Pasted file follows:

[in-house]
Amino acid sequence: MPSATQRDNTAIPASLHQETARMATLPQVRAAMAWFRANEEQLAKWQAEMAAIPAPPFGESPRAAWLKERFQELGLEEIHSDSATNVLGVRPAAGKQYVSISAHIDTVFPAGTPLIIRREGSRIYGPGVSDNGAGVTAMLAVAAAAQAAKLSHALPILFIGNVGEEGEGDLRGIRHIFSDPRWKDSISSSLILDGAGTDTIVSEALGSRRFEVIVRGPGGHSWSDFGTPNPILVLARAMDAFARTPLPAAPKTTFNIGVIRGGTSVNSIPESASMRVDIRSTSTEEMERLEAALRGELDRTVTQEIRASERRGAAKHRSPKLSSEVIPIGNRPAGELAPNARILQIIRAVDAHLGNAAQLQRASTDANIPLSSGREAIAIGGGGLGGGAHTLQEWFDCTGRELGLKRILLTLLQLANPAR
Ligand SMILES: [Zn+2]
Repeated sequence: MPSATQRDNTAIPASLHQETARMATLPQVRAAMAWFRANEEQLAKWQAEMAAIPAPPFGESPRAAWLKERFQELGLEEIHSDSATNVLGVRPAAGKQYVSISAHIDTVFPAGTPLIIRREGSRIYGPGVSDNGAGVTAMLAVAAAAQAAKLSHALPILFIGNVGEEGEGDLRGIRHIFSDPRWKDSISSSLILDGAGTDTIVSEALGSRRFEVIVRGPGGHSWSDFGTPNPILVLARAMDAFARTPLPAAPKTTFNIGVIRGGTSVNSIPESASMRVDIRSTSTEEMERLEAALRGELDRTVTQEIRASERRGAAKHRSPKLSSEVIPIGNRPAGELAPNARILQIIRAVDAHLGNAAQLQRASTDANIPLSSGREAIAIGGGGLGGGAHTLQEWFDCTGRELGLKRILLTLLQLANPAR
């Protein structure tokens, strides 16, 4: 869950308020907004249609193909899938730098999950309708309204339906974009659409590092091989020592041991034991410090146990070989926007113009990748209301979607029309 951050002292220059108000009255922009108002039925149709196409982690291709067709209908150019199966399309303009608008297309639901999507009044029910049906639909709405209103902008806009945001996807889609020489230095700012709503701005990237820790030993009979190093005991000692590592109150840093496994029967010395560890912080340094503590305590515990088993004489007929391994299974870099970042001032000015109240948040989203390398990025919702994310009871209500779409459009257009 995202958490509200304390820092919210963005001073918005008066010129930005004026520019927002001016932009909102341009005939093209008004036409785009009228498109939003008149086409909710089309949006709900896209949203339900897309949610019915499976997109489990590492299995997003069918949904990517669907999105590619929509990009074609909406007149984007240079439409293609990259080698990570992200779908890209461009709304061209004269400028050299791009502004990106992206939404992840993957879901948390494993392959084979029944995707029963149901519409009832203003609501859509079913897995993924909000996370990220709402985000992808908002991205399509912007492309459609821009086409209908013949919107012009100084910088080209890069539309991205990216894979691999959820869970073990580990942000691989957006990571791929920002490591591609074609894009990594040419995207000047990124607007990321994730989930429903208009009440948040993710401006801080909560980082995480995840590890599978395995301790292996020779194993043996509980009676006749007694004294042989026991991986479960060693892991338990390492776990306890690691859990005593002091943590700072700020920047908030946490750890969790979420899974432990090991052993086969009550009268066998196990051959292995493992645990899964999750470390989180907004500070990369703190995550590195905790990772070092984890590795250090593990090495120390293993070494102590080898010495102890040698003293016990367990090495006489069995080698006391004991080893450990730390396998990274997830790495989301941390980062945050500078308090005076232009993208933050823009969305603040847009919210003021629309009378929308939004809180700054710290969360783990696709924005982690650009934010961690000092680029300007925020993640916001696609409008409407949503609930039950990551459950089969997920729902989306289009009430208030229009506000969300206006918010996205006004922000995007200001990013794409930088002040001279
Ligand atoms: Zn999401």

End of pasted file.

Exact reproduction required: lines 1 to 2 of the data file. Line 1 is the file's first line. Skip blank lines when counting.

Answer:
[in-house]
Amino acid sequence: MPSATQRDNTAIPASLHQETARMATLPQVRAAMAWFRANEEQLAKWQAEMAAIPAPPFGESPRAAWLKERFQELGLEEIHSDSATNVLGVRPAAGKQYVSISAHIDTVFPAGTPLIIRREGSRIYGPGVSDNGAGVTAMLAVAAAAQAAKLSHALPILFIGNVGEEGEGDLRGIRHIFSDPRWKDSISSSLILDGAGTDTIVSEALGSRRFEVIVRGPGGHSWSDFGTPNPILVLARAMDAFARTPLPAAPKTTFNIGVIRGGTSVNSIPESASMRVDIRSTSTEEMERLEAALRGELDRTVTQEIRASERRGAAKHRSPKLSSEVIPIGNRPAGELAPNARILQIIRAVDAHLGNAAQLQRASTDANIPLSSGREAIAIGGGGLGGGAHTLQEWFDCTGRELGLKRILLTLLQLANPAR